This post is a quick follow-up to my previous post on debt snowball: Why Getting Out Of Debt Should Be Your Number One Prep: How To Do It Using The Snowball Method.
I came across a nice little spreadsheet, or debt reduction calculator, with some built-in formulas. It asks for your current debts, balances, interest rates, and minimum payments, and then lets you choose from several different payment strategies. You can compare each strategy to see how long each will take, as well as how much interest you will have paid, and decide which works best for you.
For example, I created a list of 5 debts of varying amounts and interest rates (with a 4% minimum payment amount), like this.
The debt reduction calculator then asks for your monthly payment – this is the total of your minimum payments plus any extra you are able to put towards the snowball. You can then choose the strategy you’re going to apply. To start, let’s see what happens if you don’t use the snowball strategy and just pay the same minimum amount every month.
You’ll pay off all the debts in a 3 to 8 year period, and pay just under $8000 in interest. Now, one thing to keep in mind here is that this formula assumes you’re paying the same amount every month to each debt, even after your minimum payments have dropped. If you drop the amount you’re paying every month, then you could easily double (or more!) the amount of time needed to pay off the debts, and the amount of interest paid will climb as well.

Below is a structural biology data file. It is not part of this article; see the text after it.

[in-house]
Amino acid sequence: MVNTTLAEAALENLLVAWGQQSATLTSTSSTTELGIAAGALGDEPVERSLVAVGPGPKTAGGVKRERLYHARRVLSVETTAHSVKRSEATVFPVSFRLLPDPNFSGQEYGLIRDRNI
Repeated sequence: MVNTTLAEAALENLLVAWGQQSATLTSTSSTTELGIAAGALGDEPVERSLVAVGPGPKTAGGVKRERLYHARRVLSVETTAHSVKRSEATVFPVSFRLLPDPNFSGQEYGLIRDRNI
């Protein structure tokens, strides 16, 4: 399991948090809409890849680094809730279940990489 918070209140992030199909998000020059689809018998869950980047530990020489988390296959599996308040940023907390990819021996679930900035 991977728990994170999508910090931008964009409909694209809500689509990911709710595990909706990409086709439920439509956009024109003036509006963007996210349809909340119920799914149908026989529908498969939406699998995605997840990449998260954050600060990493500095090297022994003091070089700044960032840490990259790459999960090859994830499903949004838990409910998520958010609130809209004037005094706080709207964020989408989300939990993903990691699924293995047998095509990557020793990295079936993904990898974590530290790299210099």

Now, let’s try paying them off using the snowball method. This way, everything is paid off in 1 to 3 years, and you pay just under $4000 in interest – a savings of $4000!
Now, let’s try the debt avalanche method. This is where you pay off the highest interest rate first, rather than the lowest amount. The numbers don’t come out much differently; you pay about $14 less in interest, and everything is paid off around the same time. Depending on your real situation, you could see a greater savings here, but in this case I’d probably stick with the snowball method just for the psychological boost.
Finally, you can manually play around with the order the debts are paid off. If you have two debts that are close to the same balance but have very different interest rates, you may see a substantial reduction in the total interest paid if you change the order of the two entries so that you pay the higher rate first.
You’ll probably want to update your balances in the calculator every six months or so, just to be sure you’re still using the best strategy.
This calculator is available in both Microsoft Excel and Open Office format, and is completely free. You can download it here.